Plan For Market Conduct Exams

State insurance departments have been aggressive with market conduct examinations in personal lines (auto and homeowners). We have seen a marked uptick in the frequency of calls asking us to prepare researched responses to the market conduct issues and to negotiate with the examiners to minimize fines, as well as to temper the severity of corrective action plans.  We have noticed a couple of recurring behaviors that companies can avoid so as to create a productive rapport with their examiners.

  1. Plan for the examiner’s access to your data and files.  When the examiners ask for access and are told that they cannot have access due to security concerns, it sets the tone for a contentious exam.
  2. Be assured that the examiners will look at the criticisms documented in your last exam to see if the corrective action you said would be taken was in fact taken.  Too many times I have learned that the company has initiated corrective action but did not do a follow-up internal audit to ensure that I.T. understood the request and programmed the correction as promised; or that claims created a written claims handling procedure but did not effectively communicate the change or provide training where needed.
  3. The examiners are not lawyers, but if you can provide legal authority to support your position, the examiner will get guidance from people knowledgeable about the law.  Argument without support is not as persuasive as argument with legal support.  It also helps your argument to point out where your company’s approach is more favorable to the consumer than the practices of other companies.
  4. Corrective Action Plans imposed as a result of market conduct examinations can be very complex, creating significant cost burdens and demands on I.T. programming capacity. However, the insurer who has shown their commitment to compliant operations by correcting errors identified during the exam before the exam is completed will fair better when it comes time to negotiate to minimize the sanctions and fines. The tactical lesson here is that if you have limited I.T. resources, reserve some of that I.T. capacity when you know an examination is scheduled so that they can be called upon for immediate action. The strategic lesson here is that you need to have an I.T. infrastructure that enables state-specific programming. Organizations that have standardize programming across multiple states often encounter obstacles to programming a state-specific compliance requirement because a change for one state adversely affects other states. This comes up often with respect to cancel notices, nonrenewal notices, other notices to insureds, Application forms and Declaration forms.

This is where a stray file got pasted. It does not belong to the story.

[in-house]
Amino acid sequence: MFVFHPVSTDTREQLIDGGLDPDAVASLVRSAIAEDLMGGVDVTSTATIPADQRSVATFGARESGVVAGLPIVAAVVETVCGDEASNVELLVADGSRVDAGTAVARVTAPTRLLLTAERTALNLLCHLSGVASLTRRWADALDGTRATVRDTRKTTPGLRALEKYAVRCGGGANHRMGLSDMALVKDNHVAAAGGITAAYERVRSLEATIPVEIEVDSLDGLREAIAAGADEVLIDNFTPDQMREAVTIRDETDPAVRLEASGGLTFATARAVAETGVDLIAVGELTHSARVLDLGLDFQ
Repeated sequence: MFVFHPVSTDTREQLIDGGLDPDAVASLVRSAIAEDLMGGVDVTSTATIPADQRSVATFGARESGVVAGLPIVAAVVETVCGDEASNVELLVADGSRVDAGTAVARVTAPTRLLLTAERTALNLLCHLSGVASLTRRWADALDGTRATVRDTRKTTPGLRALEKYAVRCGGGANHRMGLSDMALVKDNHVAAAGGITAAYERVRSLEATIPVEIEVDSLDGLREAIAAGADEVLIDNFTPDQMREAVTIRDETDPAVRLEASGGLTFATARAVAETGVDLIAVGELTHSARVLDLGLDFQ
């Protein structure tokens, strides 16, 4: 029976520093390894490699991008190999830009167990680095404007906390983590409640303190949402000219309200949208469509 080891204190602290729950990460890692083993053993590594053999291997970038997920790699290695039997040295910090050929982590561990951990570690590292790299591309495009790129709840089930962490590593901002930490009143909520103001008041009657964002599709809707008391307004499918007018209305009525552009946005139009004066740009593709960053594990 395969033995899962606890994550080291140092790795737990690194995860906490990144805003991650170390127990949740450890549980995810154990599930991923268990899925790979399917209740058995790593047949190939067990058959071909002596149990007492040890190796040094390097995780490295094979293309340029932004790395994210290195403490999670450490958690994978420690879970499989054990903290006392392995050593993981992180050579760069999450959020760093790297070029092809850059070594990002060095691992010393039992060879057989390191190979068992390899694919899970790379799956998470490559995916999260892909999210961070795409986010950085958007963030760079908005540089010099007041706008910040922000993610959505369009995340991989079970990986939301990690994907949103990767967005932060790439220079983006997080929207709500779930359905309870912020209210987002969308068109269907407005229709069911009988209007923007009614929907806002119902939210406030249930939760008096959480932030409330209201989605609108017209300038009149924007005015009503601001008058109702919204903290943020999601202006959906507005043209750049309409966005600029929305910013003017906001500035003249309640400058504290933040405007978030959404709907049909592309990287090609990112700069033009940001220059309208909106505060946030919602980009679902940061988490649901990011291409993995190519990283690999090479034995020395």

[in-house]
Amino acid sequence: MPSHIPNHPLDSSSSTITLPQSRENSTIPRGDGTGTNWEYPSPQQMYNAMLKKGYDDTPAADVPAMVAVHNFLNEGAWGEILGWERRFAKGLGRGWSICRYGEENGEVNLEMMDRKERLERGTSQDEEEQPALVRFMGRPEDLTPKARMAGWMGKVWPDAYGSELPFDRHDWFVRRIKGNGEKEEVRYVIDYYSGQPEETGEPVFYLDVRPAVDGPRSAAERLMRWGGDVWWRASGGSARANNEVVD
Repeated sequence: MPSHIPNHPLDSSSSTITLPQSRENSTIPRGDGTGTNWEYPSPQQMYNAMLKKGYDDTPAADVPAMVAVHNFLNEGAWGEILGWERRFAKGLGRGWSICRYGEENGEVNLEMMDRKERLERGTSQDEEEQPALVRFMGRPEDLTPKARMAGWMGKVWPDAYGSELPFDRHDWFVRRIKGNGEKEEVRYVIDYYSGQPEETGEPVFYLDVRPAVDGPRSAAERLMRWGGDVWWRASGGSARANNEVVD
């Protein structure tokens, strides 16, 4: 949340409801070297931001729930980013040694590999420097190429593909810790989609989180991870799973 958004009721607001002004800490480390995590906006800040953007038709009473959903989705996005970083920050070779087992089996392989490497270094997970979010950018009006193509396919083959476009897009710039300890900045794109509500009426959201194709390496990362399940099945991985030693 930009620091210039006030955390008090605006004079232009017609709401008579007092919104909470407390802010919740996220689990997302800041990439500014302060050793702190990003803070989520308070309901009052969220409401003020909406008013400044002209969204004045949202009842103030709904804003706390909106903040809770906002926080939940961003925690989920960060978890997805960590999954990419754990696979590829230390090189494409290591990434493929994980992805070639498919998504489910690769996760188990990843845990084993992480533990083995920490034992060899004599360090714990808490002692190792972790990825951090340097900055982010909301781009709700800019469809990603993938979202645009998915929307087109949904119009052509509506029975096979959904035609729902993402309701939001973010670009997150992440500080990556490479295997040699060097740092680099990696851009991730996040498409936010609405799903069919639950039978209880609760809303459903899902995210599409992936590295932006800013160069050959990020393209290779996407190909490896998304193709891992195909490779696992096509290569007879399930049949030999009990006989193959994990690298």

For assistance with market conduct exams or revising your forms or procedures, please contact Jeff Nash at (440) 759-0817. The Nash Group LLC wants to be one of your resources to maintain compliance in your insurance operations.